Baidu Ranks Top In Chinese ChatGPT-Style Chatbot Tests

Baidu’s Ernie Bot ranked highest in Xinhua Institute tests of chatbots that have been made available in recent months by Chinese tech firms seeking to compete with ChatGPT.

Xinhua Institute, a think tank affiliated with the Xinhua news agency, said its tests found Ernie Bot led Alibaba’s Tongyi Qianwen, SparkDesk from voice recognition firm iFlytek, and SenseChat from image recognition company SenseTime.

But the Baidu chatbot still trailed Microsoft-backed OpenAI’s latest GPT-4 and GPT-3.5, which powered the version of ChatGPT released to the public last November.

The researchers tested general capabilities such as basic language skills, logical reasoning and subject knowledge in fields such as mathematics, physics, finance and literature.

Baidu chief executive Robin Li speaks at the World Artificial Intelligence Conference in July 2021. Image credit: Baidu


They also tested the bots’ ability to improve productivity in fields such as journalism, painting, design, marketing, law and research.

ChatGPT captured the public’s imagination on its release last year, quickly gaining more than 100 million users, and competitors including Google and Amazon quickly announced their own versions of the technology.

In China, where ChatGPT is not officially available, Ernie Bot became the first OpenAI competitor last March.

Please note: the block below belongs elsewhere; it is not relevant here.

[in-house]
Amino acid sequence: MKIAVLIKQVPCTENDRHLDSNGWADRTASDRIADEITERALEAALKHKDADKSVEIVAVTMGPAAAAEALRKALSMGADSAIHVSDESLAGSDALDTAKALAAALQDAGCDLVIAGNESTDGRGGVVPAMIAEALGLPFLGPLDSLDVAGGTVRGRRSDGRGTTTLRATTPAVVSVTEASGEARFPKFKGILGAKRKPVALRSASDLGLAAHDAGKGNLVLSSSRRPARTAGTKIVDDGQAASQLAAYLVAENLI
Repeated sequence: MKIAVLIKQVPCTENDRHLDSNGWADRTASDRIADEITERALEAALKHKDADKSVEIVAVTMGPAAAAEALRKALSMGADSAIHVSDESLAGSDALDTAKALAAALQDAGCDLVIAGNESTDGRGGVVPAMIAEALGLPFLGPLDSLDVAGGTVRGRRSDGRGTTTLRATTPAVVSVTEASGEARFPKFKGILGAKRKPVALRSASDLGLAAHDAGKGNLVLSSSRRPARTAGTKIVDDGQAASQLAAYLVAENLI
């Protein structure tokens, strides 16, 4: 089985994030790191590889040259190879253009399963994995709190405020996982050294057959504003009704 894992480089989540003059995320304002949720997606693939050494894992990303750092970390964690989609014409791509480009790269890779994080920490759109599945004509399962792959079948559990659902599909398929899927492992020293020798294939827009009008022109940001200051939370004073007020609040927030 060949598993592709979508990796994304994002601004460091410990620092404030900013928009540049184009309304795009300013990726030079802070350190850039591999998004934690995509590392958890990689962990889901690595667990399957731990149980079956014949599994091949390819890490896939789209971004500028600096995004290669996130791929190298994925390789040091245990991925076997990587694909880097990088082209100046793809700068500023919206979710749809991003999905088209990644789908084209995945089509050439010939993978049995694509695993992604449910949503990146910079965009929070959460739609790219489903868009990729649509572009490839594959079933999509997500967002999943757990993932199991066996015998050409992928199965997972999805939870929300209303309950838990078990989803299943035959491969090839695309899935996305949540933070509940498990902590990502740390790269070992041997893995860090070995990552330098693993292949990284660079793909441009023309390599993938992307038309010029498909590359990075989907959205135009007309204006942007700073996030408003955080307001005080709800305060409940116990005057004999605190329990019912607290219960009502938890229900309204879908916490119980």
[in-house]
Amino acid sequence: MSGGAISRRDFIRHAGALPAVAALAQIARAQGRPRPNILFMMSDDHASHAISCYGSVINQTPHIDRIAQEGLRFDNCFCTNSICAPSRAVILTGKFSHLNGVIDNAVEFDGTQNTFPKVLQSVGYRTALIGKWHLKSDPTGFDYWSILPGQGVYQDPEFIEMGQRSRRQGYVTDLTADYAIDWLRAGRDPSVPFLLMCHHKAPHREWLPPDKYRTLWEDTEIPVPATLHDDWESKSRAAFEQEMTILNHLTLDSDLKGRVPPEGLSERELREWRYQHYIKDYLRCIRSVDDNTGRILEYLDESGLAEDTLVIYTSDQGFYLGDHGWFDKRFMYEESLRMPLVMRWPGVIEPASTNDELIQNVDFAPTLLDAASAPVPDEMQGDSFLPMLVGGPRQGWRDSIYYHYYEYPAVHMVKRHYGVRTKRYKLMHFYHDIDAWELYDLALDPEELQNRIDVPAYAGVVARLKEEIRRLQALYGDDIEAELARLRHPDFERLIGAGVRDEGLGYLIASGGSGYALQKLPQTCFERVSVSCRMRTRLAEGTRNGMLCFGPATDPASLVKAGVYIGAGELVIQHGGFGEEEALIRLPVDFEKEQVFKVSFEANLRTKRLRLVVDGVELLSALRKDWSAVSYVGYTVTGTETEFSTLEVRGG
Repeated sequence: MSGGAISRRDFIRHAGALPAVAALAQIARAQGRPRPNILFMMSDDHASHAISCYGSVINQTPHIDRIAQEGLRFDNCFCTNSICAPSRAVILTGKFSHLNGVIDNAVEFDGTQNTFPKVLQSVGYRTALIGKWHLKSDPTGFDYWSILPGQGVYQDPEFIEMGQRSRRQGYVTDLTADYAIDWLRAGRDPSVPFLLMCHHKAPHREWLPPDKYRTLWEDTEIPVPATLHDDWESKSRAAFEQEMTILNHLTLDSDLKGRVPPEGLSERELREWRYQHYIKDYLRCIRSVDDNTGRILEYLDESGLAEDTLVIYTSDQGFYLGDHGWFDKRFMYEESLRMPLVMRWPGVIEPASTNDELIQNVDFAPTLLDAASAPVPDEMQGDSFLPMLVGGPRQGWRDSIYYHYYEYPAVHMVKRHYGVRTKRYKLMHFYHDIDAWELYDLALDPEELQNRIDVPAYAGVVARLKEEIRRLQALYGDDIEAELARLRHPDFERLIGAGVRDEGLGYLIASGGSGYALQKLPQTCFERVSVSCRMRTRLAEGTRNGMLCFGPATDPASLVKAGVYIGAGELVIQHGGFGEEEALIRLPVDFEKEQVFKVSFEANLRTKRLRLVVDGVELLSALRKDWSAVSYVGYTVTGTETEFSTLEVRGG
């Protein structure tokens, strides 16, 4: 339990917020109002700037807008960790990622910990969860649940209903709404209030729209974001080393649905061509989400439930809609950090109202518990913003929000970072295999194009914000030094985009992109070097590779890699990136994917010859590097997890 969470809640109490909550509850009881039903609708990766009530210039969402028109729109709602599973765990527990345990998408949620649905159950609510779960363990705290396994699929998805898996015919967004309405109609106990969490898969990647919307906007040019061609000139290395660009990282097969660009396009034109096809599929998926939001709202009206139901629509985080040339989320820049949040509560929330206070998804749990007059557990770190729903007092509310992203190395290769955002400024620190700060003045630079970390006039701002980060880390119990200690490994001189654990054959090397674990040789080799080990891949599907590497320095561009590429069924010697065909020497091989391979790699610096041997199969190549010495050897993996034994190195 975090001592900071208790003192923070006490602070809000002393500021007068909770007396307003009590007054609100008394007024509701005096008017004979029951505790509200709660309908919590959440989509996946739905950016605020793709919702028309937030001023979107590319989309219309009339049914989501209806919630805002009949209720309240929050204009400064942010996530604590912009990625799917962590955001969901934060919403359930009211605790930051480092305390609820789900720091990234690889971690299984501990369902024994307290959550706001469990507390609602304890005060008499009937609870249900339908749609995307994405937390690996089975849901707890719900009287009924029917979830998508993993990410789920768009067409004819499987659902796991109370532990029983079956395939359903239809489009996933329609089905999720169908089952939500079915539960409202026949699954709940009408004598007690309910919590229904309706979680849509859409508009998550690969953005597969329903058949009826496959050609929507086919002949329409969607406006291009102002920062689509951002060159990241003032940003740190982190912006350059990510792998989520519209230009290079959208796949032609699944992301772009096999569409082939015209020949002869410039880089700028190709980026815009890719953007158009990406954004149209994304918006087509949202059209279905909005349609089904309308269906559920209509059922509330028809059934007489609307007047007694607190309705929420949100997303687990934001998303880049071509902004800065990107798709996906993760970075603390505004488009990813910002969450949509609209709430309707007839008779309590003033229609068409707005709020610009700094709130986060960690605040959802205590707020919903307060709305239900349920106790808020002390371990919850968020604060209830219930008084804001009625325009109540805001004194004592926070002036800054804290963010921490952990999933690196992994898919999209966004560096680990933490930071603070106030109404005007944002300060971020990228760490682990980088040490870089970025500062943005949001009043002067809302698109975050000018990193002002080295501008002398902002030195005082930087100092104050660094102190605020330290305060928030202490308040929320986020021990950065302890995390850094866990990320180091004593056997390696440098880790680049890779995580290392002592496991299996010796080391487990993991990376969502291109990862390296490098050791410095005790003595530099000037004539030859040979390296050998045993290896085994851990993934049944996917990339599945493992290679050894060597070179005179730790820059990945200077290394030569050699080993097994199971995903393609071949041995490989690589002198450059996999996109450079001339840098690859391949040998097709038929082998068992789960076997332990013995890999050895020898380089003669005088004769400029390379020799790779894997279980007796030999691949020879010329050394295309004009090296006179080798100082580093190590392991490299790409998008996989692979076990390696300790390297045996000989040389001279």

But Baidu suffered an backlash as investors reacted to what they felt was a disappointing prerecorded demonstration of the chatbot’s capabilities.


Baidu’s shares have experienced a surge since the end of last month, when the company announced it would soon launch a new version of the large language model (LLM) powering Ernie Bot.

But they are still trading about 20 percent below their peak in early February, when investors were hotly awaiting the company’s initial chatbot announcement.

A different test of chatbots by Clue, a Chinese website that tracks AI research, found Smart Brain from cybersecurity firm Qihoo 360 was the best performer, followed by SparkDesk.

Xinhua Institute acknowledged in its report that tests were subject to time and conditional constraints that may result in “a certain degree of subjectivity”.

Matthew Broersma

Matt Broersma is a long standing tech freelance, who has worked for Ziff-Davis, ZDnet and other leading publications

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